Jabz’s story: Losing a father
The loss of a father is the loss of one of the most important relationships of your life. Jabz shares some of her experiences of grief, and how Cruse helped her come to terms with it.
When your father dies, you’re losing one of the most important relationships of your life.
Jabz was supported by Cruse after her father died. Here, she shares some of her experiences of grief and how Cruse helped her come to terms with it. She also reflects on how Father’s Day is now a chance for her to remember the happy times with her dad.
Coping after losing my dad
My dad passed away six years ago. He was a missing person for six weeks, but he was then found drowned in a river in Leeds. He’d been drinking and he slipped and fell. The drinking had been an ongoing problem throughout my childhood.
What were those first few days and weeks like?
The first few days and weeks I just remember being on autopilot. I kept active socially, with friends, and also had all the funeral planning to do. That side of things is something no one really talks about when they talk about death. Yes they talk about the grief and the loss, but they don’t really talk about the administrative stuff. So I was helping my Mum a lot with closing the various accounts, sending emails every day saying “this person doesn’t exist” and then sending the death certificate. I had never really thought about those things until then.
Initially I was dealing with it quite well, but then when the loneliness kicked in, my mood sank, very, very low, like depression. I found it hard to wake up for work and stuff like that. Work saw me struggling and it was them that suggested I go for counselling. And that’s where I found Cruse.
Did you get much support from family and friends?
People didn’t want to talk about it, or thought I should be over it. They also didn’t want to upset me, so everyone was just really avoiding the subject. And then I became scared to bring it up because I didn’t want to look like I was complaining, or make things difficult for them. Some people became very awkward, and I lost a lot of friends.
I was feeling so lonely that I just needed to speak to someone.
How did you feel before and during your first session?
I felt I felt a bit nervous, but actually I was looking forward to just talking. I felt a bit apprehensive, but my Bereavement Volunteer put me at ease. The first session was just me explaining everything that happened.
Having someone validate your feelings or help articulate your feelings was amazing. For me, it was the first time someone had said “Oh, wow, that’s a lot to go through”. And that helped me to understand why I was feeling like I was. Why I was so low. And they explained that grief isn’t linear, that it comes in waves. It’s not like some structured timeline, where after this certain amount of time you should feel like this. It ebbs and flows. All that really helped me understand everything better.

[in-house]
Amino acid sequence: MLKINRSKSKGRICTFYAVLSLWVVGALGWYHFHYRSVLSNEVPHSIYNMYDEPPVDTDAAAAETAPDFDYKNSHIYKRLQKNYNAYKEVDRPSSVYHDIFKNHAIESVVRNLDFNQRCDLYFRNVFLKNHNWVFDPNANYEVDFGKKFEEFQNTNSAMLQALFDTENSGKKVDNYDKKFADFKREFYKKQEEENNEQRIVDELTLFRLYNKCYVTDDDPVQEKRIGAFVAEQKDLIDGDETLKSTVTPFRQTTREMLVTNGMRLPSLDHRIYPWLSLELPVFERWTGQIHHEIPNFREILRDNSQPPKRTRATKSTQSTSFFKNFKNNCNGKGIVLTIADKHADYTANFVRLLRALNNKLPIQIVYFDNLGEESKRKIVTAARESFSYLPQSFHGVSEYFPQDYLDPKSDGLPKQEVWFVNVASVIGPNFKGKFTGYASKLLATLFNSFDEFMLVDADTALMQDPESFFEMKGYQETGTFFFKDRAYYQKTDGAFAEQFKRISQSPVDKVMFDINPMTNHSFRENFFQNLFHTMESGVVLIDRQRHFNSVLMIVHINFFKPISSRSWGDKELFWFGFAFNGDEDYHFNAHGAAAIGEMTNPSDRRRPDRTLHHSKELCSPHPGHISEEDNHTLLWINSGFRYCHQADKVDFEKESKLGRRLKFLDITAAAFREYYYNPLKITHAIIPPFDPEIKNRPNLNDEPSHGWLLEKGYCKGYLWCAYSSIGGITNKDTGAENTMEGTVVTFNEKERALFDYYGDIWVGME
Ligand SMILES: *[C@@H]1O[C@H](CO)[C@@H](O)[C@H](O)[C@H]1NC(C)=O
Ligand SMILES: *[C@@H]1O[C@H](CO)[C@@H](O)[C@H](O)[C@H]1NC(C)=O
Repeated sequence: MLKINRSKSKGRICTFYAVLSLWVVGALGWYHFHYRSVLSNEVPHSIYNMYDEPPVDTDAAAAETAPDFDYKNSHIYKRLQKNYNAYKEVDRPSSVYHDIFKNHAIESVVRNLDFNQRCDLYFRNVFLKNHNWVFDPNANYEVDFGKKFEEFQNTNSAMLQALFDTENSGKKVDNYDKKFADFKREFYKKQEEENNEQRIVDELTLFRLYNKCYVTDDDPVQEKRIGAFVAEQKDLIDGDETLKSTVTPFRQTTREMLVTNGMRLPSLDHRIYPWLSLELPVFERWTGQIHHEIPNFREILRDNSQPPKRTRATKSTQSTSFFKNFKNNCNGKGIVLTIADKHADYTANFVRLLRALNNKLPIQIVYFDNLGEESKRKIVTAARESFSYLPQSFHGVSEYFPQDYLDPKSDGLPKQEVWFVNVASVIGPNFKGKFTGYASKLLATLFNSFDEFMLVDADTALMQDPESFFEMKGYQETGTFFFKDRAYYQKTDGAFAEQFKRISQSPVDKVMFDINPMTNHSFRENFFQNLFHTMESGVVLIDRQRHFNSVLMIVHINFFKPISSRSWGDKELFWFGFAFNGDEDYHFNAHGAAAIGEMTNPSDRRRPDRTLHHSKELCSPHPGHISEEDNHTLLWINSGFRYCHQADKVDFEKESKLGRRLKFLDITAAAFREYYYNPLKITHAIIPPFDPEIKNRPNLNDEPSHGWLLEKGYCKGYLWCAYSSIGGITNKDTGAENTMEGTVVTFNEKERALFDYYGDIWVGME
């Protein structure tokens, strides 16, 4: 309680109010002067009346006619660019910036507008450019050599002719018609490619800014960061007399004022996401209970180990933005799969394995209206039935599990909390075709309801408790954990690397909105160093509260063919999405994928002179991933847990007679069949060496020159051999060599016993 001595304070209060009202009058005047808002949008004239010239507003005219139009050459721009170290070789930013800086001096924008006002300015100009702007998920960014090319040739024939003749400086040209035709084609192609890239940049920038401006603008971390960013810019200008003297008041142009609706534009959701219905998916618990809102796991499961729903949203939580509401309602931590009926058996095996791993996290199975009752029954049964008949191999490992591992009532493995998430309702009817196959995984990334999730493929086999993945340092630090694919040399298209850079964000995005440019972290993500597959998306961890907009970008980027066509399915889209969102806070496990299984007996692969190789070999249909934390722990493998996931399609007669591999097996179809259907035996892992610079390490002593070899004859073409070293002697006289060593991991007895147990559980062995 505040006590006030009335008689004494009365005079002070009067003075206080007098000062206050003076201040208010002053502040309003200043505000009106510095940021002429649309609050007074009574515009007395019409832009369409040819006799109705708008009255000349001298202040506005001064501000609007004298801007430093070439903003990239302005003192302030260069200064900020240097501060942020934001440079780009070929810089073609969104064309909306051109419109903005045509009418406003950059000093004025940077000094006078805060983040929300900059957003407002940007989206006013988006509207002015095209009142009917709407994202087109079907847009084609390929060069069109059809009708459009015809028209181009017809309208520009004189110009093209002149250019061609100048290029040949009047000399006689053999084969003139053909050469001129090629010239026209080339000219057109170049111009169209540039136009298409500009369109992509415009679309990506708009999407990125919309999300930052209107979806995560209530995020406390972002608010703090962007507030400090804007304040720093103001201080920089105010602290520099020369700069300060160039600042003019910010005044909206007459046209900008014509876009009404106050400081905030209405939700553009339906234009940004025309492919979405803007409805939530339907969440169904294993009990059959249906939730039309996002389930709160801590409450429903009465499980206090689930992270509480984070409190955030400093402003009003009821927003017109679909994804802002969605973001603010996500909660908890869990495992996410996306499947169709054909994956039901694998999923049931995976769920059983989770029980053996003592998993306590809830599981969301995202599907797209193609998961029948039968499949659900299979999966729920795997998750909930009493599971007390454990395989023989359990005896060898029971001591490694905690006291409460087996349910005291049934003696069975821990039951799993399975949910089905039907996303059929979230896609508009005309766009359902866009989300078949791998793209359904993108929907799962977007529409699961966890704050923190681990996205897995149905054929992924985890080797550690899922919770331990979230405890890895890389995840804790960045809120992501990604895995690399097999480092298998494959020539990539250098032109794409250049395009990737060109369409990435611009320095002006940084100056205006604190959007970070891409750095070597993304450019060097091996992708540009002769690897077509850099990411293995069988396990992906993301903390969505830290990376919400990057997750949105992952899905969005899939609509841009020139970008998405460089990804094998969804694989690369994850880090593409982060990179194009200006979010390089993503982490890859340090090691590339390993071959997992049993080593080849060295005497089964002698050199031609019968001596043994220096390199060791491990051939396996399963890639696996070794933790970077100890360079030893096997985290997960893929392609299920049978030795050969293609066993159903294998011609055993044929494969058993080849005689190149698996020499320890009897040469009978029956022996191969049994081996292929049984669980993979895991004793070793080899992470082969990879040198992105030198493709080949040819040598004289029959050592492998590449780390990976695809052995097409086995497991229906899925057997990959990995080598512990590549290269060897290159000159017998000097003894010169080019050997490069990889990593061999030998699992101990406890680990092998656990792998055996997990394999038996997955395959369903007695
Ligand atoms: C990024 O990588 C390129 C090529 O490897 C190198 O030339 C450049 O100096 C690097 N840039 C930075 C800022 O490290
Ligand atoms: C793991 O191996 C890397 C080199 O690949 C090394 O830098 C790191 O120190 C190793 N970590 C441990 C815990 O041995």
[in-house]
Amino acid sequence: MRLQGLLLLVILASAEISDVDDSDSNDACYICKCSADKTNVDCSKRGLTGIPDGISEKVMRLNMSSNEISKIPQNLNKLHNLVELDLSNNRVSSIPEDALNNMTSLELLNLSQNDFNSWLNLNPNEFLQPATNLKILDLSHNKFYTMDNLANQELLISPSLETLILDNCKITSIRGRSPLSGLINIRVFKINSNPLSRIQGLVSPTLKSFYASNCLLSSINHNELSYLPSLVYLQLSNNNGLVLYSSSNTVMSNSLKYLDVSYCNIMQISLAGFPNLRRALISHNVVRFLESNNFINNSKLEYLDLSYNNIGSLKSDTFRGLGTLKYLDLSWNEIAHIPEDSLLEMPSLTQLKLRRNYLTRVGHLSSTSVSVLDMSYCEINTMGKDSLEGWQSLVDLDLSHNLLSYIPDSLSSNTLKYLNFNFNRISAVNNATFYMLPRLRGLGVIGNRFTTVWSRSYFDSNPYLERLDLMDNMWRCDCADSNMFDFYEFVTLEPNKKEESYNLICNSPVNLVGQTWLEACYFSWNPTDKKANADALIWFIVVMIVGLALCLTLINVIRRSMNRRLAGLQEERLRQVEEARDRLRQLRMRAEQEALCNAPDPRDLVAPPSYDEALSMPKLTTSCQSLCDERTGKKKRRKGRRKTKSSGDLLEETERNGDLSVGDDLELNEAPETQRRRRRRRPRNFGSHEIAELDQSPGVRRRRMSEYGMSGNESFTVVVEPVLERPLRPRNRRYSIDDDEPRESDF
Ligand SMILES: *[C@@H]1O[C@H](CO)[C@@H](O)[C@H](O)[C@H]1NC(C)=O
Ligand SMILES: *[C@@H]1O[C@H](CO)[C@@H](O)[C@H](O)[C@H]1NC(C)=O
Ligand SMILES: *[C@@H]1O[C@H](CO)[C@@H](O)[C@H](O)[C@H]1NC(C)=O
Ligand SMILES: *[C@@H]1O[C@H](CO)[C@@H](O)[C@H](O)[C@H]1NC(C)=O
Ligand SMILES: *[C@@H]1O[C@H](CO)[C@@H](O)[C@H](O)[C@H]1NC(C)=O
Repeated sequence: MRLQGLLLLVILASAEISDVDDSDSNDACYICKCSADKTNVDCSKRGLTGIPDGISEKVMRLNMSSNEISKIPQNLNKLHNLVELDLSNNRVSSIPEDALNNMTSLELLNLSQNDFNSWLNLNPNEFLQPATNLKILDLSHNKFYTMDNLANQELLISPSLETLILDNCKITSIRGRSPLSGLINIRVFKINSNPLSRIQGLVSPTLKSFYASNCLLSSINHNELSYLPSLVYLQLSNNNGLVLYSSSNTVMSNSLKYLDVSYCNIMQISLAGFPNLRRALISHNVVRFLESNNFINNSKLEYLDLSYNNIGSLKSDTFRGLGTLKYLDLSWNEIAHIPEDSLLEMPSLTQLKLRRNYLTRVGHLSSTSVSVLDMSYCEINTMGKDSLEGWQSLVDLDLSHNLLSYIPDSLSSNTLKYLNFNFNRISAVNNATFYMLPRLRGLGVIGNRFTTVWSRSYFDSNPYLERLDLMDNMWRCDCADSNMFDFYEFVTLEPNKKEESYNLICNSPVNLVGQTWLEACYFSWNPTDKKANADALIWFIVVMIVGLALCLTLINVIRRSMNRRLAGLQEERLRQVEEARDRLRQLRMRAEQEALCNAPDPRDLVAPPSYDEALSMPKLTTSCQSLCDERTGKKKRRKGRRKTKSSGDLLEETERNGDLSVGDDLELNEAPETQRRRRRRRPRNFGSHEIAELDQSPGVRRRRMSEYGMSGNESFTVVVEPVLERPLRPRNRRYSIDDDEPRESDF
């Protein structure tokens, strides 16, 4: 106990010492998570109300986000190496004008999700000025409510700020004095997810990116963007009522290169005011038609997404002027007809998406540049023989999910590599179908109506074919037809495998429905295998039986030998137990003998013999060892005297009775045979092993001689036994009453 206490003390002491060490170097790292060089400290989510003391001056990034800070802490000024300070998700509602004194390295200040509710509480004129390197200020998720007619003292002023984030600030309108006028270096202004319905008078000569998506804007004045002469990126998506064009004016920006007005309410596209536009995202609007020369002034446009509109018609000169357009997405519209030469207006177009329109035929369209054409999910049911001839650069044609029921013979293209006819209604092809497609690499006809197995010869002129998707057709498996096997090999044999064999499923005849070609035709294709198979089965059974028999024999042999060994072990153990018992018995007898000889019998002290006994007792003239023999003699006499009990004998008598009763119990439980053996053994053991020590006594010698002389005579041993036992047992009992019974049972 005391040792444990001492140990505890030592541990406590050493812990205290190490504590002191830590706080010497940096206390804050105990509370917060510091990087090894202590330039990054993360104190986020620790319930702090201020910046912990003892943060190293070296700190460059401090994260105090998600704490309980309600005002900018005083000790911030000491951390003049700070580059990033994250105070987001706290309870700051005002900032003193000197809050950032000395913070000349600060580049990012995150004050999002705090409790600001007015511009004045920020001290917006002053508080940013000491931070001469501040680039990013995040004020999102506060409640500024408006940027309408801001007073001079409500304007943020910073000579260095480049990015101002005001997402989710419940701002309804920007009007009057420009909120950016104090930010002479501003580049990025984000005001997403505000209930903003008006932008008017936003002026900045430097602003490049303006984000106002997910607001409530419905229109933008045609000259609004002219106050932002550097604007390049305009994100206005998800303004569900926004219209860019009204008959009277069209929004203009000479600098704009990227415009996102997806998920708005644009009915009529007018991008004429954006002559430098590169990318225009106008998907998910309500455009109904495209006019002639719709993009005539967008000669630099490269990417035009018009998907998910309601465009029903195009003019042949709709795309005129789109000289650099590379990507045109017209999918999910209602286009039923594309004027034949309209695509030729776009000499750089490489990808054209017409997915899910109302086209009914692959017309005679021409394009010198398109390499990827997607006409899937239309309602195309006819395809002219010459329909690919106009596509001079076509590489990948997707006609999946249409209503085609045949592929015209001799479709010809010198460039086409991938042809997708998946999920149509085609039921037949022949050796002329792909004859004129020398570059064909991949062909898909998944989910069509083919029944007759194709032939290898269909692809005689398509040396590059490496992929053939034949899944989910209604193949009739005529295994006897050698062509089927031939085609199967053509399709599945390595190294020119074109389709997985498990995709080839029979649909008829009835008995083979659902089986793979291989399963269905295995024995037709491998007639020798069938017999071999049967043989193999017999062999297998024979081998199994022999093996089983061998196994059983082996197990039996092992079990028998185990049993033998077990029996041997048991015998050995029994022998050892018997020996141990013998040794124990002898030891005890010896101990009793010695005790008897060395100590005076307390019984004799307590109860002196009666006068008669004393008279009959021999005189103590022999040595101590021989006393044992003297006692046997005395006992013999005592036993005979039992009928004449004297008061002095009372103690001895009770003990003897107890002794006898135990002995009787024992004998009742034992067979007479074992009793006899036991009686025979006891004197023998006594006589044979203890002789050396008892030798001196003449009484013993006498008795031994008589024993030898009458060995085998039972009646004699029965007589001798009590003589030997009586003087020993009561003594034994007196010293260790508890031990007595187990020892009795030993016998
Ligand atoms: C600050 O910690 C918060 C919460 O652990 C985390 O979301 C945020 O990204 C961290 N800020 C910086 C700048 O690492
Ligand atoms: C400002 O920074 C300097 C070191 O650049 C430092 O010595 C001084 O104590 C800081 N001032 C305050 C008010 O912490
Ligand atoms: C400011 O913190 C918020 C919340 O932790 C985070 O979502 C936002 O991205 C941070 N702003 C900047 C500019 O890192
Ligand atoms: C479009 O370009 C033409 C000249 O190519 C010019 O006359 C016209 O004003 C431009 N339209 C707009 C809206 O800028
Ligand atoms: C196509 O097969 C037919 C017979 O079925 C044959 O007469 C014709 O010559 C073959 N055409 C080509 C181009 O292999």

How did you feel after the sessions finished?
I did feel better, I felt like I wasn’t crazy. Before I started receiving support from Cruse I felt like I was a weak person, because I couldn’t deal with it. I thought, “well bereavement happens to most people, so what’s wrong with me?” You really compare yourself to how other people have handled it.
My Bereavement Volunteer also helped me to understand the circumstances around how my Dad died. It was very sudden, and so I couldn’t say goodbye. I was also questioning how he actually died. Obviously, there was a whole investigation, and all the other stuff, and she helped me understand how that could have made things more traumatising.
But afterwards I understood that my feelings were normal. And that this process is completely normal. And it's different for everybody.
Do you think you have a better understanding of grief now?
I definitely have a much better understanding of grief. I think now, if I had someone close to me who was going through the same thing I was, I would know what to look out for, all the cues etc.
I also now understand that everyone deals with things in a completely different way. Personally, I now feel like I’m actually glad I went through the roughest part of the grieving process at that time. It’s helped me to start a new life, just move forward and push towards my own personal goals.
Going through what I did, feeling some of the worst of feelings and going through that depression, it helped me better articulate my feelings. I’ve used my experiences to share my story and to reach out to others. It’s actually led to some charity work that I am doing, around alcoholism and how it affects families, and the mental health issues.
What advice would you give to someone who is thinking about coming to Cruse for support?
I would definitely recommend anyone to make that contact. There’s no shame to admit that you need help.
It’s an objective space. Privacy is kept, you will not be judged. You will not be told what to do, or how to think or feel. It’s like a sounding board, to help you reflect on how you feel, and your actions, and kind of talk you through your experiences or your stages of grief. It can help you just understand yourself better.
Sometimes people tell us they find the run up to Father’s Day very difficult if they have lost their dad. How do you find it?
Personally for me it’s nice to remember the good memories I had with my dad. When someone passes, people are scared to talk about the person so as not to upset you. This makes them seem like a distant memory or someone that never existed. Times like Father’s Day, Christmas, etc seem to make people more comfortable sharing the memories we had with him. I really appreciate this – I mean he was there for most of my life!